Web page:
But whichever methods are used, in whatever mix they are deployed, they can arguably only end up producing particular political ‘cuts’, as Karen Barad would call them. For us, these ‘cuts’ don’t always stitch together meaningfully even if they can be seen to be ‘force fitted’ sometimes. We rarely get asked what we think about particular methodological cuts let alone how they get sewn together. What worries us is that you seem to increasingly want to join these cuts up neatly and yet some of our best parts are old and messy, knotty and awkward, grubby and yucky. Your methodological cuts don’t have to fit together well to be right, and nor are they right simply because they do. What we prefer are empirical cuts that allow us to show off how and why we are growing and changing in particular ways and not in others. We can give you all the data you like, but unless the data layers are sewn together in a way that helps us move and stretch around, we don’t see how we can ever come close to showing you how fast or slow we can move and morph through time and space – or, for that matter, why and how we might not be able to change in the ways you want us to.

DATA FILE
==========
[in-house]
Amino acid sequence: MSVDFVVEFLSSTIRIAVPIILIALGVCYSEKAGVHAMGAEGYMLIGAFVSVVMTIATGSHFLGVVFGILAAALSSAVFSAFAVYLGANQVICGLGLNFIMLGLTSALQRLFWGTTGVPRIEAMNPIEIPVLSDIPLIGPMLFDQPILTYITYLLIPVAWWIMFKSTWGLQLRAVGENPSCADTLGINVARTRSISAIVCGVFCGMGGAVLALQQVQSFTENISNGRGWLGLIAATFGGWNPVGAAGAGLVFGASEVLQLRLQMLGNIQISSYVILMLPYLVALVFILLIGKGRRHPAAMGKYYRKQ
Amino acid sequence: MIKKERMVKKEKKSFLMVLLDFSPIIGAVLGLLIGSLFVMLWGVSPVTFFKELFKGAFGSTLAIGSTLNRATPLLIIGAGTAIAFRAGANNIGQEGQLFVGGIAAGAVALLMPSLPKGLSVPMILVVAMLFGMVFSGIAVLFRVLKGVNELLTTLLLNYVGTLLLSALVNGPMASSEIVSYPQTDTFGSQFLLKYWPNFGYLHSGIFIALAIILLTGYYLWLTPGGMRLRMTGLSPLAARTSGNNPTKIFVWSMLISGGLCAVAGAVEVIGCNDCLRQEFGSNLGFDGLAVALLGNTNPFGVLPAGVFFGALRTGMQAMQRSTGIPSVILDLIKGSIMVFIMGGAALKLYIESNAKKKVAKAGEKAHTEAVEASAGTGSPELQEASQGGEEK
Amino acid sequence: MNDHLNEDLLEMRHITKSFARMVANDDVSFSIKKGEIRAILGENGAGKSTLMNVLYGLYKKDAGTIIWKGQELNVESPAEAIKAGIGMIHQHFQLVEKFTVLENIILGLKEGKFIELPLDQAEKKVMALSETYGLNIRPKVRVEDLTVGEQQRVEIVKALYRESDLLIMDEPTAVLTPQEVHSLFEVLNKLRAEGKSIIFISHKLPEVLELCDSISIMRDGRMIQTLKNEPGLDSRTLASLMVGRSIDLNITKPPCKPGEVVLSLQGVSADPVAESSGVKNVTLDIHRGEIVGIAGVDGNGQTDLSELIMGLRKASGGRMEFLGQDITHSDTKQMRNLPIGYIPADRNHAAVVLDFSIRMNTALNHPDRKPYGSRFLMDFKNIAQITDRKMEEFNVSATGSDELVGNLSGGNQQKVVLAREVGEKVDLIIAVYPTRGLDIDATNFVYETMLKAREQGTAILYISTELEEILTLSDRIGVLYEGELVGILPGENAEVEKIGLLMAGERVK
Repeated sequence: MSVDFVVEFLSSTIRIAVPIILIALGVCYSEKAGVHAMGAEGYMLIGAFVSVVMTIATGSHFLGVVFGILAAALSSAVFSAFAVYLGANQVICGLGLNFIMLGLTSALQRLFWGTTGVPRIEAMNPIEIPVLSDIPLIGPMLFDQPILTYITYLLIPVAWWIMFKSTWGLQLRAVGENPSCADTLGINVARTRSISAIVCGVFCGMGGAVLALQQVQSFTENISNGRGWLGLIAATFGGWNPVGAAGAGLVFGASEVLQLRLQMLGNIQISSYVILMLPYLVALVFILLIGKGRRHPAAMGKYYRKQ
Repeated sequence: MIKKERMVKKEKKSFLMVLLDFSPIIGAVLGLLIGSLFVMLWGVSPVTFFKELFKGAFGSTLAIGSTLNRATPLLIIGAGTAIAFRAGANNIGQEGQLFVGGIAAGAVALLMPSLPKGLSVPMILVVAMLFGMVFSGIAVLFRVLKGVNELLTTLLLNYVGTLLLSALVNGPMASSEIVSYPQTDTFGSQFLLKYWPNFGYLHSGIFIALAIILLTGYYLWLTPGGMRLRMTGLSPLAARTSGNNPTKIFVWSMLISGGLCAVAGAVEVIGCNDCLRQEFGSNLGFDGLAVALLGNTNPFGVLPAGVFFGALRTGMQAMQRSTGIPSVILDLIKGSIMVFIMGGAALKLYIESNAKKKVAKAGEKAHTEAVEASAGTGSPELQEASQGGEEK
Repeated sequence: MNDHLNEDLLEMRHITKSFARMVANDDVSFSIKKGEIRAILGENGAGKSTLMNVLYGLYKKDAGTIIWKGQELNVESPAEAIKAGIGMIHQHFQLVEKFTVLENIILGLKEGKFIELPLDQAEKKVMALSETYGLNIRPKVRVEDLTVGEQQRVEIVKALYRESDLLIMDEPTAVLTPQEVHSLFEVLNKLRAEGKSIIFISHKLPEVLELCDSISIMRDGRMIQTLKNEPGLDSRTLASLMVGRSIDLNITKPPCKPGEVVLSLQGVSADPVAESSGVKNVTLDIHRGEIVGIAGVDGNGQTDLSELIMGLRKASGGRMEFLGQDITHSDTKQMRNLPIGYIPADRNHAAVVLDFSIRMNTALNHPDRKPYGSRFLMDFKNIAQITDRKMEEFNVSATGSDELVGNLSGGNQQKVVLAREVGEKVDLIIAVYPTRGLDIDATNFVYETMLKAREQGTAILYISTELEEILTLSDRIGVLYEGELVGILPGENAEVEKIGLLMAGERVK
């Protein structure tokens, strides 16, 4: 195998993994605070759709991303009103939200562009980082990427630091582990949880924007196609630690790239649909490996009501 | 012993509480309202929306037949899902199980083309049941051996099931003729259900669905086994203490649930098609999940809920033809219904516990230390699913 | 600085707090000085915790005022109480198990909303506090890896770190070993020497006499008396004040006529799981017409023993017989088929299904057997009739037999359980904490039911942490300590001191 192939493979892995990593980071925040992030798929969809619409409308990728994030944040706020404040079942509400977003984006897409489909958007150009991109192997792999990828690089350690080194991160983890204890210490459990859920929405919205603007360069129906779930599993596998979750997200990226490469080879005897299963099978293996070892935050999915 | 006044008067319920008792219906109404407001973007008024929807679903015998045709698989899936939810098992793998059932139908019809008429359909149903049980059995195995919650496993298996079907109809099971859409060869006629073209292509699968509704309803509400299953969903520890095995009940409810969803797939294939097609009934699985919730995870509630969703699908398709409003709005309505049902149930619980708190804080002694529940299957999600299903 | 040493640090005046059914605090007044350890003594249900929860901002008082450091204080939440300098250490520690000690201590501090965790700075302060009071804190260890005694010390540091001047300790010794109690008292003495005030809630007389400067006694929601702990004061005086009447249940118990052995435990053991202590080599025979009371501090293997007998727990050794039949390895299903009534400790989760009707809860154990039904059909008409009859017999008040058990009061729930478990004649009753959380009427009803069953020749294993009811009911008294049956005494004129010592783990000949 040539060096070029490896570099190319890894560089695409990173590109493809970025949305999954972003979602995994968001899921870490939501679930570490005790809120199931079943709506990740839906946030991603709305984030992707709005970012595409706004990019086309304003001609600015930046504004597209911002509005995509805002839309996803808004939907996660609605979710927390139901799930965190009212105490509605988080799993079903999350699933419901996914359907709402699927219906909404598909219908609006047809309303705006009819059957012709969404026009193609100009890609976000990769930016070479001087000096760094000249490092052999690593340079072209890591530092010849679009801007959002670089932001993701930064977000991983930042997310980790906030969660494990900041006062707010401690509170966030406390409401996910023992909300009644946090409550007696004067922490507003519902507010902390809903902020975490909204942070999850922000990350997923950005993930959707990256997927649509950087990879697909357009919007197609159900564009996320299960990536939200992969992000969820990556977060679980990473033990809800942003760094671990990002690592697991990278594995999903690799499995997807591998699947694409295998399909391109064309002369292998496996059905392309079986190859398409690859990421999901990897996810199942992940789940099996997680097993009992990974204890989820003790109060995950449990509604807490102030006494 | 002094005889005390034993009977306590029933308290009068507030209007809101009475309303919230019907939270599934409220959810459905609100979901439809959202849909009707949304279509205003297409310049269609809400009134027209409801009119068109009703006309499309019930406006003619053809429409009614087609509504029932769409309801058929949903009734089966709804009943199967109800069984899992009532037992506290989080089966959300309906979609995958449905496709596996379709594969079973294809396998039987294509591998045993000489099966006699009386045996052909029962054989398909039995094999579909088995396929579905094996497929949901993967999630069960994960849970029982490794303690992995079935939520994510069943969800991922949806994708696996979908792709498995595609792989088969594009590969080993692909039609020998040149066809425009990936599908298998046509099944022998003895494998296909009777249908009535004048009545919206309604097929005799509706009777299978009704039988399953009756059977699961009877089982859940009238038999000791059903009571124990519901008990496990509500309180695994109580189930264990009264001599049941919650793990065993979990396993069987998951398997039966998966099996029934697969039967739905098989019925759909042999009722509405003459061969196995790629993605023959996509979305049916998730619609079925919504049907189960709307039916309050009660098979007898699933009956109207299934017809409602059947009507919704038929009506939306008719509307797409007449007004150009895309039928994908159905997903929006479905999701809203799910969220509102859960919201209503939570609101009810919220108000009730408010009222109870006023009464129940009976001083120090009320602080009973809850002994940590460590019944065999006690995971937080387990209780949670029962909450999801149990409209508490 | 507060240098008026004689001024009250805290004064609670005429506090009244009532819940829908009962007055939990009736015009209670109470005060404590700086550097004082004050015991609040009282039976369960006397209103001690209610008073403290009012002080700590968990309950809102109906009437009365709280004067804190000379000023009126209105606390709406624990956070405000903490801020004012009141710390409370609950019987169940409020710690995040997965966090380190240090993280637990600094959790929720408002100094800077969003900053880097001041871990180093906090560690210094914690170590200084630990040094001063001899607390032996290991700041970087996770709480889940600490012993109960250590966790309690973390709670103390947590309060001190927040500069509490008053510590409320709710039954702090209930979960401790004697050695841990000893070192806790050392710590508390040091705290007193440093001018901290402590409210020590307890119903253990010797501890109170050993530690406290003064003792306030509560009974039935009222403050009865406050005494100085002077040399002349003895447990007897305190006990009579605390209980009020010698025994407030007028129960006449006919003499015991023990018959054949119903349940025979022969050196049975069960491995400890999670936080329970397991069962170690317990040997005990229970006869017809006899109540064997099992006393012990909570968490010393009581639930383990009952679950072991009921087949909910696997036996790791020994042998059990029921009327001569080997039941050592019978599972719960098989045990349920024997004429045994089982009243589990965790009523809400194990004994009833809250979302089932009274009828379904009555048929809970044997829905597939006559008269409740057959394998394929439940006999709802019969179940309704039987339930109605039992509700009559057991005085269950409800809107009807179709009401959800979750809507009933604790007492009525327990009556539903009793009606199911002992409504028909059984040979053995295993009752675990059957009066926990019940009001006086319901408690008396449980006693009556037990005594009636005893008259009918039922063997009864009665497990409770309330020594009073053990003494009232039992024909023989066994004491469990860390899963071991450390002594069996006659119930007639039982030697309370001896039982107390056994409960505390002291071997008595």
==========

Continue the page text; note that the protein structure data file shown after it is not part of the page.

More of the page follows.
One of our worries about big data and the analytical orientations they nurture, is that they can make us seem as though we are all the same. This is not to say that we don’t have some features that make us look alike. We can certainly be lumped together into pixel bytes and storage stacks. You capture snap shots of us very well. The same kinds of machines, variables and methods are used to process much of the big data visually, so it is understandable that the spatial images tend to be of similar textures too. Satellite images, various chloropleth maps, and animated data points are part of the image library that is emerging from big urban data.